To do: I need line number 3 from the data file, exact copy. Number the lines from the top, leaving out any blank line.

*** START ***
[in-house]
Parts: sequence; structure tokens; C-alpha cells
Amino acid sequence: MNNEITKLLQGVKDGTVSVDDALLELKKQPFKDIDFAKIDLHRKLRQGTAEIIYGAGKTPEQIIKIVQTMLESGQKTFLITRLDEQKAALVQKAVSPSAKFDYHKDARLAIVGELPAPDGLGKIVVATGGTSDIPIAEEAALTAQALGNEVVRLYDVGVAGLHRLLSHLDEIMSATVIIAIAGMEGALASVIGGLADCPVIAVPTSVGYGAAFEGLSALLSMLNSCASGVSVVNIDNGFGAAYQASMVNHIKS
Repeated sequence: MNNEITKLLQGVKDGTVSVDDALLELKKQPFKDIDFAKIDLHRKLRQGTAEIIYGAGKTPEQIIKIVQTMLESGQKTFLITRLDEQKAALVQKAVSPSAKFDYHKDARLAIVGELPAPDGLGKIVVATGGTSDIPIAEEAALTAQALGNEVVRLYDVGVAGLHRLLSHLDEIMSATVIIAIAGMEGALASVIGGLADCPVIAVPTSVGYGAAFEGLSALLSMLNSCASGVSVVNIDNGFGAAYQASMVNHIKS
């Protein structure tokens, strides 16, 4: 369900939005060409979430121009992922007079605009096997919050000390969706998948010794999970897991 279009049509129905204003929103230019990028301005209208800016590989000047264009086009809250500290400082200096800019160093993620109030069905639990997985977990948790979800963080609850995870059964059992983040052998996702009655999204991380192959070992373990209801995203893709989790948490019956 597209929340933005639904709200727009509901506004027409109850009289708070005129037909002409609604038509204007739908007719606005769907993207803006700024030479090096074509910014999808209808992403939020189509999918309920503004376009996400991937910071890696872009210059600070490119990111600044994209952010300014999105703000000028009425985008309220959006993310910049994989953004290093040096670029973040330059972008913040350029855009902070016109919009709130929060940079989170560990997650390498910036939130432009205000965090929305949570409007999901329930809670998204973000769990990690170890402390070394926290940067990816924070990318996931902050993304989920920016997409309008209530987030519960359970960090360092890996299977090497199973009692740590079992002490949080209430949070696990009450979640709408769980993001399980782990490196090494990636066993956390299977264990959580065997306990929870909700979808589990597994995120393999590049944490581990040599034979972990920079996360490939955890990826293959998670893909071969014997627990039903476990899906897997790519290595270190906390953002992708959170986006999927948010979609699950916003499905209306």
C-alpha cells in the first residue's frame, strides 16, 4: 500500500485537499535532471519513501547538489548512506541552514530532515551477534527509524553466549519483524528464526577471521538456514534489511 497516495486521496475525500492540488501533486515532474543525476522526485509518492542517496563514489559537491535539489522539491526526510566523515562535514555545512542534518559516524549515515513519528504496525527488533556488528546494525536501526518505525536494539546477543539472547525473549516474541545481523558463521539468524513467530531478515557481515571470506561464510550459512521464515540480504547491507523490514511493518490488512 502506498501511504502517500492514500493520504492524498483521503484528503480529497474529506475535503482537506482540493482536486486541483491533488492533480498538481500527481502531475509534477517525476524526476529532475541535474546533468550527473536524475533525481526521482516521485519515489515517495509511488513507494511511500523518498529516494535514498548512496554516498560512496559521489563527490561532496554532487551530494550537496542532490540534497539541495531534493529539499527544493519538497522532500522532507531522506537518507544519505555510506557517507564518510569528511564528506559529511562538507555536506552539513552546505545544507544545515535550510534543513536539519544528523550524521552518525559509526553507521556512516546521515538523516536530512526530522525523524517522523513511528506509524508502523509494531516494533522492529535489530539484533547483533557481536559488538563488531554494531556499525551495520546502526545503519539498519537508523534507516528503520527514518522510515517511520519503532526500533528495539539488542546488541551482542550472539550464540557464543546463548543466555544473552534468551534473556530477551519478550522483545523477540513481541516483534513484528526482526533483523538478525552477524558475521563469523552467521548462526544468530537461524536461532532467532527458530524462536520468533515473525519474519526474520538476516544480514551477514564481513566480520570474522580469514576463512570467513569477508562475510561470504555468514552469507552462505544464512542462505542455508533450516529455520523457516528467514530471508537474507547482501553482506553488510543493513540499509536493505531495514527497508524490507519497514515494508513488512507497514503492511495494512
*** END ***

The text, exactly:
Amino acid sequence: MNNEITKLLQGVKDGTVSVDDALLELKKQPFKDIDFAKIDLHRKLRQGTAEIIYGAGKTPEQIIKIVQTMLESGQKTFLITRLDEQKAALVQKAVSPSAKFDYHKDARLAIVGELPAPDGLGKIVVATGGTSDIPIAEEAALTAQALGNEVVRLYDVGVAGLHRLLSHLDEIMSATVIIAIAGMEGALASVIGGLADCPVIAVPTSVGYGAAFEGLSALLSMLNSCASGVSVVNIDNGFGAAYQASMVNHIKS